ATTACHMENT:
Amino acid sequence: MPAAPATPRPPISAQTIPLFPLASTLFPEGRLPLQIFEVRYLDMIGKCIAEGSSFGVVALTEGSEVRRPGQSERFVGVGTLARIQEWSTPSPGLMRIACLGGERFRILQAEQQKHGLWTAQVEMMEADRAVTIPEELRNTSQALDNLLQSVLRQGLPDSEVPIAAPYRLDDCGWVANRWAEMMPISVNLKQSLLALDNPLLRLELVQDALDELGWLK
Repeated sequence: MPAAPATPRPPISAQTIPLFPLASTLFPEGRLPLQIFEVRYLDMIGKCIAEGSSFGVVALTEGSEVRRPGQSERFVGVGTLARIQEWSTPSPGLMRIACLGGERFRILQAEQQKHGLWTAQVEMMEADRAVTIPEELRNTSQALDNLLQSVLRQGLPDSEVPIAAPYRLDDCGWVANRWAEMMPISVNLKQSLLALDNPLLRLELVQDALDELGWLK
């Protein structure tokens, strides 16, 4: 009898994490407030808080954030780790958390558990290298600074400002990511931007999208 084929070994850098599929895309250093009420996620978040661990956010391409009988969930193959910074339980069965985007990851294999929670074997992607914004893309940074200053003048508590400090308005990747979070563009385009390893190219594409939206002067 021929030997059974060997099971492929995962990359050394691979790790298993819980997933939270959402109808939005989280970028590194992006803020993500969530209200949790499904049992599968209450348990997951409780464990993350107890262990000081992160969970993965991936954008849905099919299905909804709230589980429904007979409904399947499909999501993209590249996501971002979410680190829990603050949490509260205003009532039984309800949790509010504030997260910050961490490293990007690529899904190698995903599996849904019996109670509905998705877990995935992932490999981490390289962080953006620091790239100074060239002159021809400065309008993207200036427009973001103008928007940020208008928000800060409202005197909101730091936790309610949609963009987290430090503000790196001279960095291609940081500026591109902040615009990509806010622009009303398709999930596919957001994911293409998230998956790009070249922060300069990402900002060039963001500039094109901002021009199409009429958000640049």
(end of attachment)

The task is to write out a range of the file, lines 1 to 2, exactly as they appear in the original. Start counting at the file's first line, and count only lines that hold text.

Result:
Amino acid sequence: MPAAPATPRPPISAQTIPLFPLASTLFPEGRLPLQIFEVRYLDMIGKCIAEGSSFGVVALTEGSEVRRPGQSERFVGVGTLARIQEWSTPSPGLMRIACLGGERFRILQAEQQKHGLWTAQVEMMEADRAVTIPEELRNTSQALDNLLQSVLRQGLPDSEVPIAAPYRLDDCGWVANRWAEMMPISVNLKQSLLALDNPLLRLELVQDALDELGWLK
Repeated sequence: MPAAPATPRPPISAQTIPLFPLASTLFPEGRLPLQIFEVRYLDMIGKCIAEGSSFGVVALTEGSEVRRPGQSERFVGVGTLARIQEWSTPSPGLMRIACLGGERFRILQAEQQKHGLWTAQVEMMEADRAVTIPEELRNTSQALDNLLQSVLRQGLPDSEVPIAAPYRLDDCGWVANRWAEMMPISVNLKQSLLALDNPLLRLELVQDALDELGWLK